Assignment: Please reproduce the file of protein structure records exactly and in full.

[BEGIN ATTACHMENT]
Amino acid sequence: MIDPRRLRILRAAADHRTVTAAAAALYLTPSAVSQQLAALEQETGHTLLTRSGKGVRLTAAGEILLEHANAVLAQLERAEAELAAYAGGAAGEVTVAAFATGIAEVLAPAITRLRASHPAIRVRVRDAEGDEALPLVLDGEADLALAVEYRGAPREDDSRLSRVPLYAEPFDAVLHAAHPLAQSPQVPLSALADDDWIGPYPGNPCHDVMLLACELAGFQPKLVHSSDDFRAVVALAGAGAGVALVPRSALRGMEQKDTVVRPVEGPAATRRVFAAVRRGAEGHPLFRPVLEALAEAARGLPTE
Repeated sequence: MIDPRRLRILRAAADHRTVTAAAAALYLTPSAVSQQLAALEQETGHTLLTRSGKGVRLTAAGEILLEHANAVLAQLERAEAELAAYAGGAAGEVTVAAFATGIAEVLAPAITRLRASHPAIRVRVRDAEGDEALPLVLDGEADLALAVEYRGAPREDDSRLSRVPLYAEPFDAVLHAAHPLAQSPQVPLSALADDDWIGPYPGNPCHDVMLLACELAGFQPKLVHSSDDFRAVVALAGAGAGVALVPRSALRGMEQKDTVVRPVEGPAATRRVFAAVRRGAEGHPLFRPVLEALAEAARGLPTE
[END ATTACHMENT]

Amino acid sequence: MIDPRRLRILRAAADHRTVTAAAAALYLTPSAVSQQLAALEQETGHTLLTRSGKGVRLTAAGEILLEHANAVLAQLERAEAELAAYAGGAAGEVTVAAFATGIAEVLAPAITRLRASHPAIRVRVRDAEGDEALPLVLDGEADLALAVEYRGAPREDDSRLSRVPLYAEPFDAVLHAAHPLAQSPQVPLSALADDDWIGPYPGNPCHDVMLLACELAGFQPKLVHSSDDFRAVVALAGAGAGVALVPRSALRGMEQKDTVVRPVEGPAATRRVFAAVRRGAEGHPLFRPVLEALAEAARGLPTE
Repeated sequence: MIDPRRLRILRAAADHRTVTAAAAALYLTPSAVSQQLAALEQETGHTLLTRSGKGVRLTAAGEILLEHANAVLAQLERAEAELAAYAGGAAGEVTVAAFATGIAEVLAPAITRLRASHPAIRVRVRDAEGDEALPLVLDGEADLALAVEYRGAPREDDSRLSRVPLYAEPFDAVLHAAHPLAQSPQVPLSALADDDWIGPYPGNPCHDVMLLACELAGFQPKLVHSSDDFRAVVALAGAGAGVALVPRSALRGMEQKDTVVRPVEGPAATRRVFAAVRRGAEGHPLFRPVLEALAEAARGLPTE